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Quotes About Arafat

Quotes tagged as "arafat" (showing 1-3 of 3)
Christopher Hitchens
“Edward genially enough did not disagree with what I said, but he didn't seem to admit my point, either. I wanted to press him harder so I veered close enough to the ad hominem to point out that his life—the life of the mind, the life of the book collector and music lover and indeed of the gallery-goer, appreciator of the feminine and occasional boulevardier—would become simply unlivable and unthinkable in an Islamic republic. Again, he could accede politely to my point but carry on somehow as if nothing had been conceded. I came slowly to realize that with Edward, too, I was keeping two sets of books. We agreed on things like the first Palestinian intifadah, another event that took the Western press completely off guard, and we collaborated on a book of essays that asserted and defended Palestinian rights. This was in the now hard-to-remember time when all official recognition was withheld from the PLO. Together we debated Professor Bernard Lewis and Leon Wieseltier at a once-celebrated conference of the Middle East Studies Association in Cambridge in 1986, tossing and goring them somewhat in a duel over academic 'objectivity' in the wider discipline. But even then I was indistinctly aware that Edward didn't feel himself quite at liberty to say certain things, while at the same time feeling rather too much obliged to say certain other things. A low point was an almost uncritical profile of Yasser Arafat that he contributed to Interview magazine in the late 1980s.”
Christopher Hitchens, Hitch-22: A Memoir

Christopher Hitchens
“I was taken to a villa to meet Sabri al-Banna, known as 'Abu Nidal' ('father of struggle'), who was at the time emerging as one of Yasser Arafat's main enemies. The meeting began inauspiciously when Abu Nidal asked me if I would like to be trained in one of his camps. No thanks, I explained. From this awkward beginning there was a further decline. I was then asked if I knew Said Hammami, the envoy of the PLO in London. I did in fact know him. He was a brave and decent man, who in a series of articles in the London Times had floated the first-ever trial balloon for a two-state solution in Israel/Palestine. 'Well tell him he is a traitor,' barked my host. 'And tell him we have only one way with those who betray us.' The rest of the interview passed as so many Middle Eastern interviews do: too many small cups of coffee served with too much fuss; too many unemployed heavies standing about with nothing to do and nobody to do it with; too much ugly furniture, too many too-bright electric lights; and much too much faux bonhomie. The only political fact I could winnow, from Abu Nidal's vainglorious claims to control X number of 'fighters' in Y number of countries, was that he admired the People's Republic of China for not recognizing the State of Israel. I forget how I got out of his office.”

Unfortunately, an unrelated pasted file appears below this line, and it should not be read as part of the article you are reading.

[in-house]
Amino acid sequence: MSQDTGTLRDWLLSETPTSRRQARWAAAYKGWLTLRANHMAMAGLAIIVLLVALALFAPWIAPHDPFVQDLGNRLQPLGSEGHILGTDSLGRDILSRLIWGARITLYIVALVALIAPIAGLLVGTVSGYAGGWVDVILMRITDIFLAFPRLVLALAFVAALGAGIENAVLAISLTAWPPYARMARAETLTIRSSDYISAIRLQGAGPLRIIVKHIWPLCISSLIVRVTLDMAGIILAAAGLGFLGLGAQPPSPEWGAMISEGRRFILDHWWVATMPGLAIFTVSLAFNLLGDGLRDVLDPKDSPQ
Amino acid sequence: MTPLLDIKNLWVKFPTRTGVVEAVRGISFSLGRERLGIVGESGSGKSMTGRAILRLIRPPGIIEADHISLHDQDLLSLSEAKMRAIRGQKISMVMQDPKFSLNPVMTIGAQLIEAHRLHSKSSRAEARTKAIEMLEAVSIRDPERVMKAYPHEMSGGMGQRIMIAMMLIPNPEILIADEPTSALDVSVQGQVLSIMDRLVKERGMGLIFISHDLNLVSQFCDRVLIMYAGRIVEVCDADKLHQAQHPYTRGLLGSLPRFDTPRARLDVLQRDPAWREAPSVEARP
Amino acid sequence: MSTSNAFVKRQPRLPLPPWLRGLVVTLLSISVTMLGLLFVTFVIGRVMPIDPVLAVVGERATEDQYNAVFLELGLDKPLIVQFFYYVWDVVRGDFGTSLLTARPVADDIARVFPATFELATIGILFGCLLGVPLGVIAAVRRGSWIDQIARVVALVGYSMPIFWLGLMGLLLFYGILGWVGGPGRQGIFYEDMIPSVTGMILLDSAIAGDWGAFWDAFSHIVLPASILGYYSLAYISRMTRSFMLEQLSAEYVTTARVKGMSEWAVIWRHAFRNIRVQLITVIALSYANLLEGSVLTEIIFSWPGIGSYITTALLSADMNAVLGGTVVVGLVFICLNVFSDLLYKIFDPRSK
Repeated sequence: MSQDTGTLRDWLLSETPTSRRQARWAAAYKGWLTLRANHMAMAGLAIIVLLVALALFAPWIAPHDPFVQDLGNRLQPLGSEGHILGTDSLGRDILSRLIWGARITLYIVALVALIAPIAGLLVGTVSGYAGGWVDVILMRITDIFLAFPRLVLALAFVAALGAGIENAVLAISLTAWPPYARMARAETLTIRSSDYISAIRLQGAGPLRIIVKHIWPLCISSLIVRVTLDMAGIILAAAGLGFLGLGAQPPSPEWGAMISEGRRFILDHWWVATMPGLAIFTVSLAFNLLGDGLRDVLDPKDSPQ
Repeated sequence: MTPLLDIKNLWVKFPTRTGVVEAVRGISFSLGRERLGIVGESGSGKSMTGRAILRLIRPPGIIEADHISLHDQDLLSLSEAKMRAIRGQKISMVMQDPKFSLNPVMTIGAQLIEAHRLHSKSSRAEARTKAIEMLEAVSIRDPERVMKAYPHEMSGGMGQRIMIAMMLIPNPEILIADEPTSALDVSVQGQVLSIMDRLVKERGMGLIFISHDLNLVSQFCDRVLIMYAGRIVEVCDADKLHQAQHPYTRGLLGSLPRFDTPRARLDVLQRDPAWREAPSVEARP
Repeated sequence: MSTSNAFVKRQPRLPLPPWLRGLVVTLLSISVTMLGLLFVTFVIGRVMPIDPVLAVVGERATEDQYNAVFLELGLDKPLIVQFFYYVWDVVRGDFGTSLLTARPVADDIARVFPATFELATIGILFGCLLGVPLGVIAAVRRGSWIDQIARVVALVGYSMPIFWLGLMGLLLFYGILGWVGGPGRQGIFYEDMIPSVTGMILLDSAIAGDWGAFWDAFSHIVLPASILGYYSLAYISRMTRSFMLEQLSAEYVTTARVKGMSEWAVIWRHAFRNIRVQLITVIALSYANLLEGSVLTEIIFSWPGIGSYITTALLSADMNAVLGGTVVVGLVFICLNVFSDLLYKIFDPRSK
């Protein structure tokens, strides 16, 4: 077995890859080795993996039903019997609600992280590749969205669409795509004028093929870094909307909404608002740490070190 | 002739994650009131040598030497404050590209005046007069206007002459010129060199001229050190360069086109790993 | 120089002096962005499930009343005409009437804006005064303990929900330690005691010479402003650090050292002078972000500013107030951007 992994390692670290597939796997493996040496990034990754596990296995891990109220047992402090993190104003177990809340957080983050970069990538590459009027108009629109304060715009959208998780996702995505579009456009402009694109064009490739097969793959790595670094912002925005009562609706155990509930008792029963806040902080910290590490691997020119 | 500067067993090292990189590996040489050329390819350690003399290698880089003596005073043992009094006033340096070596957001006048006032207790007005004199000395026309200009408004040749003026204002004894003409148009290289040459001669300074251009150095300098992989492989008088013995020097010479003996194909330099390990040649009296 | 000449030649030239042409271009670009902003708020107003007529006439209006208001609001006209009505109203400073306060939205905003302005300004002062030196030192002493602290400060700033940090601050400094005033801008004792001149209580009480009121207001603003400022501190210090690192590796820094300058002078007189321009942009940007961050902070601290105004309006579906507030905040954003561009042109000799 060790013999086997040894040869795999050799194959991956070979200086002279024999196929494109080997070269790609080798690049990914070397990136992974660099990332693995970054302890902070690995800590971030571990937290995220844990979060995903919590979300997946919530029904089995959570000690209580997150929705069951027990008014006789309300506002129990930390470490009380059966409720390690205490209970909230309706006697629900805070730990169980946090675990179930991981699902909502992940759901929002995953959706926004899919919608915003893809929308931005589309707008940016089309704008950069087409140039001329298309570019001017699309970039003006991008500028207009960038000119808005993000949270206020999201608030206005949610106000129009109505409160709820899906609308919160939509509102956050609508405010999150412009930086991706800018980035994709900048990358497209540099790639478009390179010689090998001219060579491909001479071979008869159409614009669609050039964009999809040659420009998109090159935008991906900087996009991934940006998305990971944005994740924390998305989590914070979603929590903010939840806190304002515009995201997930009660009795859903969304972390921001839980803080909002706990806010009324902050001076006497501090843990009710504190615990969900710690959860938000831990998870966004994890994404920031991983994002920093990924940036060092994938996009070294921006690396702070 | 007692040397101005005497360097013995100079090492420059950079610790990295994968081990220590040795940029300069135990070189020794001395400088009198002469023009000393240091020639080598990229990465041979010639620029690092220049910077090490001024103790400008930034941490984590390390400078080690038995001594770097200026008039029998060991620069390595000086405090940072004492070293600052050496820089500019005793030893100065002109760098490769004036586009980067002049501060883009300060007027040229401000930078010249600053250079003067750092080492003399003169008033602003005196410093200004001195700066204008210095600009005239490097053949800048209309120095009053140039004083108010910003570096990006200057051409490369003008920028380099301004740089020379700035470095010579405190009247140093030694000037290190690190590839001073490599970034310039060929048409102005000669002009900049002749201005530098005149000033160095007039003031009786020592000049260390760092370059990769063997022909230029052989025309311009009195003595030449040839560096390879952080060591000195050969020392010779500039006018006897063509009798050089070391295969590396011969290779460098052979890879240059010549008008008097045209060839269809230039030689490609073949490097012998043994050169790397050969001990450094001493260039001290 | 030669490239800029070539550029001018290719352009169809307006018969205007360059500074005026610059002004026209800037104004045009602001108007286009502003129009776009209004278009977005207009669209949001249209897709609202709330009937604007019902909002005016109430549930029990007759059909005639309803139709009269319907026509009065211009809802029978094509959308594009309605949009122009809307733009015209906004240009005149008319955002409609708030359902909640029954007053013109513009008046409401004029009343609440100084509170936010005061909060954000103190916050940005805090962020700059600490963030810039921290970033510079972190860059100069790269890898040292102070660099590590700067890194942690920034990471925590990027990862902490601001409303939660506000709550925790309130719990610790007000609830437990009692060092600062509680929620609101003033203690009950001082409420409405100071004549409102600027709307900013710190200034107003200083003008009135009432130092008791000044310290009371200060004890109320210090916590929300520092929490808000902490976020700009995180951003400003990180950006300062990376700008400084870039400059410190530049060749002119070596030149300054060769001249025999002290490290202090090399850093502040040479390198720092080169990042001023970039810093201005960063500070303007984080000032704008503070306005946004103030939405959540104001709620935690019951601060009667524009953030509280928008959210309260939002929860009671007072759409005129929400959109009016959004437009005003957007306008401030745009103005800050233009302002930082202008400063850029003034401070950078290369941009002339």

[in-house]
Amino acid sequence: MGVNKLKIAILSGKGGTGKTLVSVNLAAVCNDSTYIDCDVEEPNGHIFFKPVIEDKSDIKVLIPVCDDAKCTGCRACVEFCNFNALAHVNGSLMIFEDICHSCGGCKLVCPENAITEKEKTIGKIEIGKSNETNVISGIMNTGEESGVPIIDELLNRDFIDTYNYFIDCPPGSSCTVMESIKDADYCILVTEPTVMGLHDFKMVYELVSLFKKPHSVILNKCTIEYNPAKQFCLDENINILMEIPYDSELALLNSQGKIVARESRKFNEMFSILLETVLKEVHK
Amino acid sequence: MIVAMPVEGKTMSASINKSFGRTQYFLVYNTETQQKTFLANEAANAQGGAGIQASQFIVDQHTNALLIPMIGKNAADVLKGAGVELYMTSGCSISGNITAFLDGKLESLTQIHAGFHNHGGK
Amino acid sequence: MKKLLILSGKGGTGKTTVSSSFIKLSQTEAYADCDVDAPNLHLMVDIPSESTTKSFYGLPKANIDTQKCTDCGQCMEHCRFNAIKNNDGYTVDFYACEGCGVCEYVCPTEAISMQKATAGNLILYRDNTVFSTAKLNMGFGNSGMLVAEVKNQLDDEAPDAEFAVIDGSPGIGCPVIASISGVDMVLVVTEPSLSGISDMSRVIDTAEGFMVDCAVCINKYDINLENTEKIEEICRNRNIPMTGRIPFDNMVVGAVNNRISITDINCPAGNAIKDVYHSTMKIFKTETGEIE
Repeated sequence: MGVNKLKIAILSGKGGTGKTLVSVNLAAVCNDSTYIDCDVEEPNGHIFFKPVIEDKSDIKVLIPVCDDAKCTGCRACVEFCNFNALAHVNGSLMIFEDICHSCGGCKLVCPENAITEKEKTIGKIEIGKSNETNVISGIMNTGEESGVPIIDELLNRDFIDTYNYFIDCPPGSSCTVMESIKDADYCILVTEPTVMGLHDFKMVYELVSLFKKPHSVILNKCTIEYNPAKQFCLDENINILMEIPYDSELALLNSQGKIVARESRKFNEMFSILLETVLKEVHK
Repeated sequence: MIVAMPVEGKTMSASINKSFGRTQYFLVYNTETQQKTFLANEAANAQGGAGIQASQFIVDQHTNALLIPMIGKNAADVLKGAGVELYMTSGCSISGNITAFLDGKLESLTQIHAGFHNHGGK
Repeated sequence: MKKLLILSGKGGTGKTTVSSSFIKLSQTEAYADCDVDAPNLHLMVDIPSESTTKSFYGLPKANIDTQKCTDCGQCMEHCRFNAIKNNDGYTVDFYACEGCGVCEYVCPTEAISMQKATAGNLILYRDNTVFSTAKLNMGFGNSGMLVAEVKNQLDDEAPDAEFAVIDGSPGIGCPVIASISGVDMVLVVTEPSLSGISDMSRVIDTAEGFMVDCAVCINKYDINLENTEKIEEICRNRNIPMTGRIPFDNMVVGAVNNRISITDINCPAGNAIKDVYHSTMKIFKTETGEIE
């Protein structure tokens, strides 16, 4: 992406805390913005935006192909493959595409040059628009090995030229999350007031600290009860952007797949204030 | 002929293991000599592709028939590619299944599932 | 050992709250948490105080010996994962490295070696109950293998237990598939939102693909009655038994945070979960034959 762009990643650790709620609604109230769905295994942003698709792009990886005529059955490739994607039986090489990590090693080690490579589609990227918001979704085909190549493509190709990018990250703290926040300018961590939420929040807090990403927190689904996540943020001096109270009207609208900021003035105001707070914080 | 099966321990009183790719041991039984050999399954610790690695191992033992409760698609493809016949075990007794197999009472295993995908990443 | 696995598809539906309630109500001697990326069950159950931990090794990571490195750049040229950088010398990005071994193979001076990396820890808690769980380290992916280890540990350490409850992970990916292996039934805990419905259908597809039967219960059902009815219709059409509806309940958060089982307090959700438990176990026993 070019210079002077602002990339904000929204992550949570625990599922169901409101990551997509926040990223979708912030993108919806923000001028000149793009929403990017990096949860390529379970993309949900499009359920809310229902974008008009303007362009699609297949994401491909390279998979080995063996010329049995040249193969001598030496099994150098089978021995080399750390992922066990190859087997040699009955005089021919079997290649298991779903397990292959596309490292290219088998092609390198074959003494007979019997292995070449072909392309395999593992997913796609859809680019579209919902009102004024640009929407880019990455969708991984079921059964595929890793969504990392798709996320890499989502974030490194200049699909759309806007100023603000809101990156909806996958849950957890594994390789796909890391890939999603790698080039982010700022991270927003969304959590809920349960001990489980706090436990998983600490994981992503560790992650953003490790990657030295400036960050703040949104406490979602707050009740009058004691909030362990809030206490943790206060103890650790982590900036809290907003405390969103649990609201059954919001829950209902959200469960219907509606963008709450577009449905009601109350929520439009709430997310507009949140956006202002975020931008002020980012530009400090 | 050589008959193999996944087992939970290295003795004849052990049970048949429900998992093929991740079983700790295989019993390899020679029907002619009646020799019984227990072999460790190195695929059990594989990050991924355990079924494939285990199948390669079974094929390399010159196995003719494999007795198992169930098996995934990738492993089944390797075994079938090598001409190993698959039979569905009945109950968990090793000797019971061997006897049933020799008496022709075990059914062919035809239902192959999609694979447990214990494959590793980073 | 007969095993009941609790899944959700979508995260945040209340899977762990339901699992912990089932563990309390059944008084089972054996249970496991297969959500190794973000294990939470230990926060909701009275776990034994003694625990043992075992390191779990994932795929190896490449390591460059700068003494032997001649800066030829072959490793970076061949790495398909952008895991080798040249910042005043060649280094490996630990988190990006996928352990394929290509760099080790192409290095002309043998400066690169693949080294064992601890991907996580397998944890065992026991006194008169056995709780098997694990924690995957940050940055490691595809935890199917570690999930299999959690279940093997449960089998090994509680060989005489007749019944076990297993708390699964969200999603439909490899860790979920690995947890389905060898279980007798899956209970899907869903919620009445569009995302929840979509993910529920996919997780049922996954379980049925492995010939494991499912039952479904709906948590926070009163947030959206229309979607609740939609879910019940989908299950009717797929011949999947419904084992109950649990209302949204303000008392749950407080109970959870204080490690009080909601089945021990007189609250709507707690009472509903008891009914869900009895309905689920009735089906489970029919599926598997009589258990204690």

Christopher Hitchens, Hitch-22: A Memoir

Christopher Hitchens
“Inevitably came the time when he angrily repudiated his former paladin Yasser Arafat. In fact, he described him to me as 'the Palestinian blend of Marshal Petaín and Papa Doc.' But the main problem, alas, remained the same. In Edward's moral universe, Arafat could at last be named as a thug and a practitioner of corruption and extortion. But he could only be identified as such to the extent that he was now and at last aligned with an American design. Thus the only truly unpardonable thing about 'The Chairman' was his readiness to appear on the White House lawn with Yitzhak Rabin and Bill Clinton in 1993. I have real knowledge and memory of this, because George Stephanopoulos—whose father's Orthodox church in Ohio and New York had kept him in touch with what was still a predominantly Christian Arab-American opinion—called me more than once from the White House to help beseech Edward to show up at the event. 'The feedback we get from Arab-American voters is this: If it's such a great idea, why isn't Said signing off on it?' When I called him, Edward was grudging and crabby. 'The old man [Arafat] has no right to sign away land.' Really? Then what had the Algiers deal been all about? How could two states come into being without mutual concessions on territory?”
Christopher Hitchens, Hitch-22: A Memoir

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